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George Strait


George Strait is the most reliable record-maker and biggest one-man hit factory in any genre of music — so much so that we’d call him ”Old Faithful,” if it didn’t feel just plain wrong nicknaming such a laconic guy after a geyser. Troubadour is his 37th (!) album, and the reassuring high quality and lack of surprises steer this toward an almost inevitable B+ rating, pretty much the same as the 36 that came before it. Actually, if I had it all to do over again, I’d raise his last one, It Just Comes Natural, to an A-, just because the string of great singles it produced sounded even better dominating country radio over the last two years than they initially did as a single body of work. The song selection here — and song selection is really all that comes down to differentiating his albums, in the long run — isn’t quite as undeniable. But you’d be hard-pressed to point out many missteps among the two-steppers.

Even when the themes of the songs are hackneyed, Strait and his usual co-producer, Tony Brown, have an unerring sense for picking material by writers who have a graceful and covertly poetic way of turning a phrase. The project’s initial single, ”I Saw God Today,” isn’t the first or best song ever written about finding the divine in the stuff of corporeal life, but with help from painterly splashes that describe the time on the clock as well as the color of the sunset, the message manages to be affecting anyway. And lest you think Strait is as shameless as some of his contemporaries in sucking up to his audience with purely inspirational material, he counterbalances that uplifting ballad by following it with the almost weirdly fatalistic ”Give Me More Time.” That one breaks down into three separate lyrical vignettes — one about a farmer facing foreclosure, another about a woman not sure what to do about a marriage proposal, and the third about a young man facing terminal illness — and none of ’em has a happy ending, or any ending at all. Who says they don’t write inconclusively somber bummers like they used to?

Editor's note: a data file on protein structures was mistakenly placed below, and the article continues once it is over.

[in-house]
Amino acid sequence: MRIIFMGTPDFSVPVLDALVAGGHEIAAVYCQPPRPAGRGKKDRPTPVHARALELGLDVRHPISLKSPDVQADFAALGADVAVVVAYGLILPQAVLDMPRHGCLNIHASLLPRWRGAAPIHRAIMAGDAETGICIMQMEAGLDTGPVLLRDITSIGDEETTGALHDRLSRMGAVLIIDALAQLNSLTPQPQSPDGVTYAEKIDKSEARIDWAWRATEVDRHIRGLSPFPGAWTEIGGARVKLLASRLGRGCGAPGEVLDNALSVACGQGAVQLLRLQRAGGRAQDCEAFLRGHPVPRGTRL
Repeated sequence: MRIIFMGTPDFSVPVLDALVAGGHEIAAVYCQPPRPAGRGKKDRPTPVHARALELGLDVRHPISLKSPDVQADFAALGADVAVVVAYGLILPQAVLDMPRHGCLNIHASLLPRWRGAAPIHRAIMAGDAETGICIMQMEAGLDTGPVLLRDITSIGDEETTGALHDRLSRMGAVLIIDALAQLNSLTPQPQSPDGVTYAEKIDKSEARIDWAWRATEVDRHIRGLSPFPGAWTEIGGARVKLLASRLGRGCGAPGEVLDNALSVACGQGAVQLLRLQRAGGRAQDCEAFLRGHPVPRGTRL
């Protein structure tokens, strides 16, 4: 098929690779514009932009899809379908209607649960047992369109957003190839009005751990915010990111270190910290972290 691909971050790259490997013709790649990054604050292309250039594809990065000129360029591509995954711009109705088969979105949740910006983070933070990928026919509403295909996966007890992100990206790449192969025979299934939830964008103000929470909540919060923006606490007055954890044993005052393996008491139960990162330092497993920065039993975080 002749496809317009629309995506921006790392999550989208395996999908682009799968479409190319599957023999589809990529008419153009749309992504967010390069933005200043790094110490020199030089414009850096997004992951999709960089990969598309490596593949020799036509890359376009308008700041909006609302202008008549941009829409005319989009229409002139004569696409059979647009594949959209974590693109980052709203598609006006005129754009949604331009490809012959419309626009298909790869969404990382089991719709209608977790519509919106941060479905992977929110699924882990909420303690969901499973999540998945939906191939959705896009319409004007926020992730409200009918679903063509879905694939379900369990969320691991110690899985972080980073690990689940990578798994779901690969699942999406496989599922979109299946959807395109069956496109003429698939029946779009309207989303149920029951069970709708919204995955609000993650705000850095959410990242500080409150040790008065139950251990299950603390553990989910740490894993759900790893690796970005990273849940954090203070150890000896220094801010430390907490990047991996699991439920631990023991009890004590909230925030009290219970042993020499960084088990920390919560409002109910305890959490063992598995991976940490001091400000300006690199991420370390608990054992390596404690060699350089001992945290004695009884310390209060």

A couple of duets stand out. Patty Loveless joins Strait for the most novel track here, ”House of Cash,” which describes the Johnny Cash/June Carter homestead burning down, and their voices blend so well, it almost hurts to think that they’d probably never do an entire album together. Strait turns his role as a benefactor to Nashville songwriters up a notch by having undersung longtime contributor Dean Dillon share lead vocals with him on ”West Texas Town,” which, along with ”Make Her Fall in Love With Me Song,” adds a good dose of nifty Western swing toward the end of the disc.

The album could have done without ”It Was Me,” a glorification of perfect love that is bound to be sung at any number of weddings (and subsequently disavowed in divorce court). And the CD comes close to having a rare Strait clinker in ”House With No Door,” which is one of those songs that stretches symbolism about love and loss past the breaking point: A guy comes to an architect asking for a doorless house so he can imprison his lover the next time she comes back, only to be told that if you love someone, you set them free, or at least allow an actual exit point as part of your architectural plans. Yes, I know it’s a freakin’ metaphor, but shouldn’t we still be able to buy a song’s premise on a halfway-literal level?

Speaking of stretched metaphors, though…Troubadour is a solid helping of guilt-free musical comfort food. And you can set your watches for Old Faithful’s next eruption of placid, classy country lyricism, as Strait’s 38th album will surely arrive right on schedule in 2009. B+

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